The concept of Lean originated from the manufacturing industry as it focused on the theme of efficiency based on optimizing work flow. Lean principles evolved from Japanese manufacturing industry and the term was first coined by John Krafcik in a Fall 1988 article, "Triumph of the Lean Production System," published in the Sloan Management Review and based on his master's thesis at the MIT Sloan School of Management. Krafcik had been a quality engineer in the Toyota-GM NUMMI joint venture in California before coming to MIT for MBA studies. Krafcik's research was continued by the International Motor Vehicle Program (IMVP) at MIT, which produced the international best-seller book coauthored by Jim Womack, Daniel Jones, and Daniel Roos called The Machine That Changed the World.
The fundamental focus of Lean in working from the point of view of Customer Value has already shown very encouraging results. Starting from cycle time reduction to throughput improvement by focusing on eliminating/minimizing non-value adding activities, many software organizations have already crafted a software project planning and delivery process based only on customer value. These operational principles may not exactly match Toyata's Lean success now, but are derived from successful and sometimes unsuccessful attempts in trying to apply them in the software world. The note describes these principles in brief and how these lenses have already yielded tools and techniques to improve operational efficiency manifold!
Principles of Lean
As given by the Lean organization, in simple terms for implementing the lean principles are as follows and depicted in fig
Identify the value which a customer would derive out of the product or service.
Identify all the steps in the value stream for that product or service product, eliminating whenever possible those steps that do not create value
Ensure that the process flow is kept simple so that the work flow would be seamless.
As flow is introduced, let customers pull value from the next upstream activity.
As value is specified, value streams are identified, wasted steps are removed, and flow and pull are introduced, begin the process again and continue it until a state of perfection is reached in which perfect value is created with no waste.
Some of the important tenets used in Lean include
Value stream mapping
Poka Yoke (Mistake proofing
Lean principles primarily focus on eliminating 3Ms – Muda (Eliminate waste), Muri (Reduce Variability) and Mura (Overburden).
Mura, oftentimes referred to as unevenness, occurs whenever there is an interruption in the smooth and consistent flow of materials or information. In his book Gemba Kaizen, A Common Sense Approach to Management (McGraw-Hill, 1997), Masaaki Imai defines mura as "irregularity or variability." While muda is easy to see in the workplace, mura is much more difficult and can be seen only by following the rule of "genchi genbutsu," or "go and experience." In order to see the waste of mura or unevenness you must go to the actual place where the work or activity is occurring and experience the conditions for yourself. If you see one or more employees working very hard while others are not, you have mura. There is an imbalance or unevenness in the work that is causing one group of people - or machines - to have to work at a different pace than another. Oftentimes this happens when a lesser experienced employee is assigned a position for which he or she is inadequately prepared. This lack of preparation is entirely due to management's failure to provide proper instruction and skills development for that person. When this person's output takes more time than another's, the entire process inevitably slows down to the pace of the lesser experienced person.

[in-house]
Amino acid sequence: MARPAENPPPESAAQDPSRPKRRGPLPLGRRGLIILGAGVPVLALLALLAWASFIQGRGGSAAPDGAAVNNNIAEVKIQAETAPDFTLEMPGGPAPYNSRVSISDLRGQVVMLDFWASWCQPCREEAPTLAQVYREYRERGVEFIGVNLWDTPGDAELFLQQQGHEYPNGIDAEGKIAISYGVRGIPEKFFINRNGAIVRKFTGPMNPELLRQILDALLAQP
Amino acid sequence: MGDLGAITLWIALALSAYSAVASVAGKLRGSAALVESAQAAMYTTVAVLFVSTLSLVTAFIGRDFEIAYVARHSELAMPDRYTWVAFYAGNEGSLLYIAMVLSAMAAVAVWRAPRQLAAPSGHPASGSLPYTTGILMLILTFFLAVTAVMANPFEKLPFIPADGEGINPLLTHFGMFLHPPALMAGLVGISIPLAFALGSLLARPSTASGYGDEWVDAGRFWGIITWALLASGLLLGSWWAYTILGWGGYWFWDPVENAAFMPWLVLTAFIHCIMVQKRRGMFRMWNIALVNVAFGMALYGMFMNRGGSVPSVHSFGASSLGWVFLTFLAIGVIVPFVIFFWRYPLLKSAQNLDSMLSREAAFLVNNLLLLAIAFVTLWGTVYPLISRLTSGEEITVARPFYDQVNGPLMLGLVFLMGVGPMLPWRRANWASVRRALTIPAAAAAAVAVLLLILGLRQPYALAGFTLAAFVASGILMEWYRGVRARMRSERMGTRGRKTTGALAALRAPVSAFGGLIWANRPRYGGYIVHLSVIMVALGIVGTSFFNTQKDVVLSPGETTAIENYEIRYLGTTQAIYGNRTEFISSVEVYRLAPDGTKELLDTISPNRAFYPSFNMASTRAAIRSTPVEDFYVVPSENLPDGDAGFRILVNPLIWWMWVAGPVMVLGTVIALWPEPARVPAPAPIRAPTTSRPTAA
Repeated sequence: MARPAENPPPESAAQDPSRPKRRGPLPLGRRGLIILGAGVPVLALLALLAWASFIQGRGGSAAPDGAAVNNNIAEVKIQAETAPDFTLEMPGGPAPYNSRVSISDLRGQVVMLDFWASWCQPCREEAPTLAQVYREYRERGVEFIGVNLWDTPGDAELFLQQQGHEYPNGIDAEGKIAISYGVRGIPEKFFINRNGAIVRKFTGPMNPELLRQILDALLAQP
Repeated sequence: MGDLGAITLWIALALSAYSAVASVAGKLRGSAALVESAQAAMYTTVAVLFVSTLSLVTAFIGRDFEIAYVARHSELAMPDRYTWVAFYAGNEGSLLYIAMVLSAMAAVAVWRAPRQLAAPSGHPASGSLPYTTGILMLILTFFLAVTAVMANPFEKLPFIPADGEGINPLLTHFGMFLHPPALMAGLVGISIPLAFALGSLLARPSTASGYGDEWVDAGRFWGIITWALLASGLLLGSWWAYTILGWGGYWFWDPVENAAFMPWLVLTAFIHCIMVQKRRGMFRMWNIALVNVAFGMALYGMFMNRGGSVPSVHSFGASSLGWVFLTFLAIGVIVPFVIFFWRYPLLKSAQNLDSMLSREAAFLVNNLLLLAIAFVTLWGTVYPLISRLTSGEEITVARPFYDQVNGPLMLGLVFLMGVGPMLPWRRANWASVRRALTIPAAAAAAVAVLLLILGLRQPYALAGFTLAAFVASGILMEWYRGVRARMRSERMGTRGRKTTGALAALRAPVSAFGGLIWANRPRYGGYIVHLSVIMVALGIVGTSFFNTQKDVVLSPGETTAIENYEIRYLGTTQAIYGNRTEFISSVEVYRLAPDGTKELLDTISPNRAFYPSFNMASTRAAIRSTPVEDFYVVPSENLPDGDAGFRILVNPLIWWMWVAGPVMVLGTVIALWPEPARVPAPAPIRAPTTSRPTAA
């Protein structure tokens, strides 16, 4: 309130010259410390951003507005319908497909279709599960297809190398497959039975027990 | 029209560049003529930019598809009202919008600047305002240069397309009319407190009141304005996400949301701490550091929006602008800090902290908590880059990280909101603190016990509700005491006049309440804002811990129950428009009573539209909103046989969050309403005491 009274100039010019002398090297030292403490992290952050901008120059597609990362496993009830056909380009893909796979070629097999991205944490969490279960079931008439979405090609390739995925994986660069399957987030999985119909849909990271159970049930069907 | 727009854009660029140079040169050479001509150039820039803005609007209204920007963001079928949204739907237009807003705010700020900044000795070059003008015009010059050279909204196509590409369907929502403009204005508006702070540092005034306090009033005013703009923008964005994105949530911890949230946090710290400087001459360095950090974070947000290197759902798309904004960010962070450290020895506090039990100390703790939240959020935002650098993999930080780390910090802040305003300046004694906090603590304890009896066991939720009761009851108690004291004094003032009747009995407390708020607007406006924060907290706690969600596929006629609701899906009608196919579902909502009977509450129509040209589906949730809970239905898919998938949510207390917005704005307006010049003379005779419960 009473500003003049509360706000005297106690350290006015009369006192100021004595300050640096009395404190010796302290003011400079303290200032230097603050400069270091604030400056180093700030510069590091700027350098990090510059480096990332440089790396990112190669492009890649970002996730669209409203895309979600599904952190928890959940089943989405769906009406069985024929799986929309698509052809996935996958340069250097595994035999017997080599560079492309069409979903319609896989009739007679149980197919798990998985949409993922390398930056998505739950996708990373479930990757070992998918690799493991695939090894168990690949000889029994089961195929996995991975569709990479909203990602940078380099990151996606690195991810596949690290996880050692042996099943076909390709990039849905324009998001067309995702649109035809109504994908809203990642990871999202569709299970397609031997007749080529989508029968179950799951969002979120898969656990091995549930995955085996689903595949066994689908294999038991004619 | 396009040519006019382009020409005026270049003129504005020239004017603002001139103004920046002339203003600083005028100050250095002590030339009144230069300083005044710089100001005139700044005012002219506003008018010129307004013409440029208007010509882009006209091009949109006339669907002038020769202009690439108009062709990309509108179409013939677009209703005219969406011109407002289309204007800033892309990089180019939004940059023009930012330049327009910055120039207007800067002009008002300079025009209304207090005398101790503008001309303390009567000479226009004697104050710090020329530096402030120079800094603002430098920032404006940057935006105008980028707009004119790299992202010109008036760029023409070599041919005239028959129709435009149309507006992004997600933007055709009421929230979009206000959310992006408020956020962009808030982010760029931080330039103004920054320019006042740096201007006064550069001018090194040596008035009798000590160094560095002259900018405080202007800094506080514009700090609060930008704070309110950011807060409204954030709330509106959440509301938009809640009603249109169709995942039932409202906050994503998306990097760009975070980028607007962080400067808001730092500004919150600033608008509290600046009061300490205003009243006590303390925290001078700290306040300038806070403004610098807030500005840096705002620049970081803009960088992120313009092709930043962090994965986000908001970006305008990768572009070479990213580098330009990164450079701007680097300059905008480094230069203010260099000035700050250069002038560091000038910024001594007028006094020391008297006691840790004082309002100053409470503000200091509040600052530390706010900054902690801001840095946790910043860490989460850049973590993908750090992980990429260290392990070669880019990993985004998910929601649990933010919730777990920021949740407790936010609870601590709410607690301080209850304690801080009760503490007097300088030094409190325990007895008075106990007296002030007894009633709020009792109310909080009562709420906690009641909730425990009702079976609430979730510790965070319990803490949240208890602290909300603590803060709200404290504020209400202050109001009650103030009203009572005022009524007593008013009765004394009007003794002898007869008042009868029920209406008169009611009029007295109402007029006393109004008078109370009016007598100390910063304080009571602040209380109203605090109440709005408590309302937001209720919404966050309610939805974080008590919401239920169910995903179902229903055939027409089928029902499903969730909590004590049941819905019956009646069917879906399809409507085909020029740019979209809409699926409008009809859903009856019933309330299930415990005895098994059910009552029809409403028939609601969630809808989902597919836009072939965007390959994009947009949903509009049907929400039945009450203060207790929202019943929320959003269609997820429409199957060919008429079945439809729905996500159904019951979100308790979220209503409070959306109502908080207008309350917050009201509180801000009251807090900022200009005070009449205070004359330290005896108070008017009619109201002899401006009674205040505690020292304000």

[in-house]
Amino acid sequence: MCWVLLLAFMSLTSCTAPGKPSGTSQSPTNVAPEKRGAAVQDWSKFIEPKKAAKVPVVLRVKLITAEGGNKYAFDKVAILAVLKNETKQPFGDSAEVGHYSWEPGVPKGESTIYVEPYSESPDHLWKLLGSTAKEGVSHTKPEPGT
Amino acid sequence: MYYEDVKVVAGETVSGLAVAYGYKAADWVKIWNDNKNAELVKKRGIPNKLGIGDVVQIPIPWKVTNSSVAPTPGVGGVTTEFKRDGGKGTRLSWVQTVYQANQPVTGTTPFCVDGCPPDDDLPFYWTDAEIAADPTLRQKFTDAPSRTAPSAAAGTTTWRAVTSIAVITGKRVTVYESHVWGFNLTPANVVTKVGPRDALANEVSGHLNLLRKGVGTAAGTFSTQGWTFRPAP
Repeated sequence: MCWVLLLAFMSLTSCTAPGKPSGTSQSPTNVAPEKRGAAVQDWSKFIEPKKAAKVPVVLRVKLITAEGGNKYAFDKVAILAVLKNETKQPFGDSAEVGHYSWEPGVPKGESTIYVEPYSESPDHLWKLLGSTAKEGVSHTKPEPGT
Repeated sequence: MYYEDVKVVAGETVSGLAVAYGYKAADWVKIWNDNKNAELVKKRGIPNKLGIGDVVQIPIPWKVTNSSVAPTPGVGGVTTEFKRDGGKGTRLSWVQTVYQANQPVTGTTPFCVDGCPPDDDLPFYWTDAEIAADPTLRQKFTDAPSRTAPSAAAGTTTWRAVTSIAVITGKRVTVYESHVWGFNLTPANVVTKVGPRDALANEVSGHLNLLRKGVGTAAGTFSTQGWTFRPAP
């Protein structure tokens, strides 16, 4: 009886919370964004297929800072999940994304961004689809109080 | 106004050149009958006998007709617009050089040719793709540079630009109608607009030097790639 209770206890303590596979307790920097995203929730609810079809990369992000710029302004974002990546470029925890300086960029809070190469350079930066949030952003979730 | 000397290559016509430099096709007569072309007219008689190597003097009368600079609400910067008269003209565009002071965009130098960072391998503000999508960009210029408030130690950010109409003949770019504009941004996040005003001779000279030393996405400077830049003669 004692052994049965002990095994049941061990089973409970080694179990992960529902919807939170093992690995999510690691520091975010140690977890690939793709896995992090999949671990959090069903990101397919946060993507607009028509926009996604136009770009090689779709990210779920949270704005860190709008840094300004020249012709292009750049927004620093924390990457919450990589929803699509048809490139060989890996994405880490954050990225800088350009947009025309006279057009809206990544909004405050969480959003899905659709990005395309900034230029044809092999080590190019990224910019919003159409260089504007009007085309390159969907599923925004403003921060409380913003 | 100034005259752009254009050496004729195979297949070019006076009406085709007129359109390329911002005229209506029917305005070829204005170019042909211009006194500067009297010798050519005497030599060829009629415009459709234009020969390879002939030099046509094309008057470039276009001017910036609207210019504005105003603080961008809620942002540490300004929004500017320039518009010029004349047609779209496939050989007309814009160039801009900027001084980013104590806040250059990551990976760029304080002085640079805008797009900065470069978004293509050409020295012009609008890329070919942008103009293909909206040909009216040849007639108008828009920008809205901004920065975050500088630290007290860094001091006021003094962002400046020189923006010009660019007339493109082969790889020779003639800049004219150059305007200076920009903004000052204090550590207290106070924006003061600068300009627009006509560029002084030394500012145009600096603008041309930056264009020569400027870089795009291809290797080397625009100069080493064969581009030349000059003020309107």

Muri is defined by Imai as "strain or difficulty." Muri occurs whenever people or equipment are being overburdened or overstressed. Take the example of the lesser experienced worker; not only is he or she unable to keep up with the flow of work (mura) but he or she is probably stressing over that very fact (muri) and is more likely to become injured or make a mistake. None of these outcomes are acceptable, yet we set the stage for just such an occurrence each and every day that we assign people to tasks or jobs that they have not been adequately prepared to perform. They stress out when they fall behind, we stress out because they are falling behind, and the vicious circle goes round and round until something (or someone) breaks.
In conclusion proper management, matching the right skill set to job description and skill development are the three essential things that are required to bring down Mura and eliminate Muri
--Chandrakumar Raman – Lead Quality of HP Chennai and Hyderabad, centers and drives Quality Initiatives. He has 21 years of experience which includes stint in IBM and WIPRO. He is an Engineering graduate with a PG Diploma in Mgt with a Master Black Belt and currently leads the Lean Sigma initiative at HP. He has Software Quality Engineering for ME students at Anna university .He is the current President of SPIN Chennai and Program Chair of ASQ Chennai and also the member in board of studies of ICTAT